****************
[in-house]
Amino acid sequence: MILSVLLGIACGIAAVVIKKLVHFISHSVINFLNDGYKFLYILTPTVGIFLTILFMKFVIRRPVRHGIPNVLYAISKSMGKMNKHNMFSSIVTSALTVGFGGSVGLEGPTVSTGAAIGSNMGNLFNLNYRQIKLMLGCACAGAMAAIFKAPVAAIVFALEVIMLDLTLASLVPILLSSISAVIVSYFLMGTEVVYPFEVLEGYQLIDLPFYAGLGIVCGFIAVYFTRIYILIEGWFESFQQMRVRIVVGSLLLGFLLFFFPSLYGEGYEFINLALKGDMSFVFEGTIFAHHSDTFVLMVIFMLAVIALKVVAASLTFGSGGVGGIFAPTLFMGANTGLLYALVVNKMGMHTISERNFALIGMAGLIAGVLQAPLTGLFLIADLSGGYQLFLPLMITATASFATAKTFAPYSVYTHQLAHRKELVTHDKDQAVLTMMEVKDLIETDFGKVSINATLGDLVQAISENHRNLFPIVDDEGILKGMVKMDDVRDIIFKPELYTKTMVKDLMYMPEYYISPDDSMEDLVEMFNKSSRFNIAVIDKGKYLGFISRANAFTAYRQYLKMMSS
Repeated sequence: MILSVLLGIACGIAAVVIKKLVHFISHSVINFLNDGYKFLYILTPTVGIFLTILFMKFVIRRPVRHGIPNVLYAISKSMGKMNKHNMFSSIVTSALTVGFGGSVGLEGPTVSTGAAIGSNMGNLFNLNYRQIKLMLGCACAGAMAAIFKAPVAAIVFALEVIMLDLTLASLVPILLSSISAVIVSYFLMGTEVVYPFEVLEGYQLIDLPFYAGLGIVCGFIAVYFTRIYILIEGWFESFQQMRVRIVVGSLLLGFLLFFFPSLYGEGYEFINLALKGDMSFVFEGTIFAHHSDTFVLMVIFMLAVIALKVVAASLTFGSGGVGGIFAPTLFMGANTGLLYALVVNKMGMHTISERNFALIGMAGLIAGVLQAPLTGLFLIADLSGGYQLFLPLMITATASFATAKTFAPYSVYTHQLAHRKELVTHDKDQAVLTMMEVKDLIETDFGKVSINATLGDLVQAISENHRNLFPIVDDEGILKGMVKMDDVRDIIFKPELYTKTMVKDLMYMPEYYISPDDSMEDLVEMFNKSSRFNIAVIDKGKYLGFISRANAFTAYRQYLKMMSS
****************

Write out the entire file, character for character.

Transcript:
[in-house]
Amino acid sequence: MILSVLLGIACGIAAVVIKKLVHFISHSVINFLNDGYKFLYILTPTVGIFLTILFMKFVIRRPVRHGIPNVLYAISKSMGKMNKHNMFSSIVTSALTVGFGGSVGLEGPTVSTGAAIGSNMGNLFNLNYRQIKLMLGCACAGAMAAIFKAPVAAIVFALEVIMLDLTLASLVPILLSSISAVIVSYFLMGTEVVYPFEVLEGYQLIDLPFYAGLGIVCGFIAVYFTRIYILIEGWFESFQQMRVRIVVGSLLLGFLLFFFPSLYGEGYEFINLALKGDMSFVFEGTIFAHHSDTFVLMVIFMLAVIALKVVAASLTFGSGGVGGIFAPTLFMGANTGLLYALVVNKMGMHTISERNFALIGMAGLIAGVLQAPLTGLFLIADLSGGYQLFLPLMITATASFATAKTFAPYSVYTHQLAHRKELVTHDKDQAVLTMMEVKDLIETDFGKVSINATLGDLVQAISENHRNLFPIVDDEGILKGMVKMDDVRDIIFKPELYTKTMVKDLMYMPEYYISPDDSMEDLVEMFNKSSRFNIAVIDKGKYLGFISRANAFTAYRQYLKMMSS
Repeated sequence: MILSVLLGIACGIAAVVIKKLVHFISHSVINFLNDGYKFLYILTPTVGIFLTILFMKFVIRRPVRHGIPNVLYAISKSMGKMNKHNMFSSIVTSALTVGFGGSVGLEGPTVSTGAAIGSNMGNLFNLNYRQIKLMLGCACAGAMAAIFKAPVAAIVFALEVIMLDLTLASLVPILLSSISAVIVSYFLMGTEVVYPFEVLEGYQLIDLPFYAGLGIVCGFIAVYFTRIYILIEGWFESFQQMRVRIVVGSLLLGFLLFFFPSLYGEGYEFINLALKGDMSFVFEGTIFAHHSDTFVLMVIFMLAVIALKVVAASLTFGSGGVGGIFAPTLFMGANTGLLYALVVNKMGMHTISERNFALIGMAGLIAGVLQAPLTGLFLIADLSGGYQLFLPLMITATASFATAKTFAPYSVYTHQLAHRKELVTHDKDQAVLTMMEVKDLIETDFGKVSINATLGDLVQAISENHRNLFPIVDDEGILKGMVKMDDVRDIIFKPELYTKTMVKDLMYMPEYYISPDDSMEDLVEMFNKSSRFNIAVIDKGKYLGFISRANAFTAYRQYLKMMSS